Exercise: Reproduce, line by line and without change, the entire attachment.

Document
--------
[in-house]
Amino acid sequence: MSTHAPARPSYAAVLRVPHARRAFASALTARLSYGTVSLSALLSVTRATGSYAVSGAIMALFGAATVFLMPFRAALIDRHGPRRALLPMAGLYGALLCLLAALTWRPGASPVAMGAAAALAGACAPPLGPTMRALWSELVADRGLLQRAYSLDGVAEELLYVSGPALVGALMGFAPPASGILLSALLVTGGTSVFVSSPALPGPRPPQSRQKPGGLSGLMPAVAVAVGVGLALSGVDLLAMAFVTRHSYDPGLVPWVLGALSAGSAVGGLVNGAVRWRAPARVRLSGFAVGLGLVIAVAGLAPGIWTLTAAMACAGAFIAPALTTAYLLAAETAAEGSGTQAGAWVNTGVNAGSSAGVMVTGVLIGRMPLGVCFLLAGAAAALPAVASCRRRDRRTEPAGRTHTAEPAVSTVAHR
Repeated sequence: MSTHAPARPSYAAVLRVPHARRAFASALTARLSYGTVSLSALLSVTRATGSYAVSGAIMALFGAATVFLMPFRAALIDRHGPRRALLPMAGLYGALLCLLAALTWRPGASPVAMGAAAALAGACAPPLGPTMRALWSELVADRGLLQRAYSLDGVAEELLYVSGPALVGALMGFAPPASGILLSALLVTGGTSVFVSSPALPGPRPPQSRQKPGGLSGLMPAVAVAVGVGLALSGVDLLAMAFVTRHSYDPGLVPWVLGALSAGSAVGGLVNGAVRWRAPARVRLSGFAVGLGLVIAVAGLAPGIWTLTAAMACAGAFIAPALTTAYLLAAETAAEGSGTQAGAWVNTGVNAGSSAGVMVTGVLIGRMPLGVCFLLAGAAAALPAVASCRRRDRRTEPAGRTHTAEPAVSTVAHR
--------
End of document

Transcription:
[in-house]
Amino acid sequence: MSTHAPARPSYAAVLRVPHARRAFASALTARLSYGTVSLSALLSVTRATGSYAVSGAIMALFGAATVFLMPFRAALIDRHGPRRALLPMAGLYGALLCLLAALTWRPGASPVAMGAAAALAGACAPPLGPTMRALWSELVADRGLLQRAYSLDGVAEELLYVSGPALVGALMGFAPPASGILLSALLVTGGTSVFVSSPALPGPRPPQSRQKPGGLSGLMPAVAVAVGVGLALSGVDLLAMAFVTRHSYDPGLVPWVLGALSAGSAVGGLVNGAVRWRAPARVRLSGFAVGLGLVIAVAGLAPGIWTLTAAMACAGAFIAPALTTAYLLAAETAAEGSGTQAGAWVNTGVNAGSSAGVMVTGVLIGRMPLGVCFLLAGAAAALPAVASCRRRDRRTEPAGRTHTAEPAVSTVAHR
Repeated sequence: MSTHAPARPSYAAVLRVPHARRAFASALTARLSYGTVSLSALLSVTRATGSYAVSGAIMALFGAATVFLMPFRAALIDRHGPRRALLPMAGLYGALLCLLAALTWRPGASPVAMGAAAALAGACAPPLGPTMRALWSELVADRGLLQRAYSLDGVAEELLYVSGPALVGALMGFAPPASGILLSALLVTGGTSVFVSSPALPGPRPPQSRQKPGGLSGLMPAVAVAVGVGLALSGVDLLAMAFVTRHSYDPGLVPWVLGALSAGSAVGGLVNGAVRWRAPARVRLSGFAVGLGLVIAVAGLAPGIWTLTAAMACAGAFIAPALTTAYLLAAETAAEGSGTQAGAWVNTGVNAGSSAGVMVTGVLIGRMPLGVCFLLAGAAAALPAVASCRRRDRRTEPAGRTHTAEPAVSTVAHR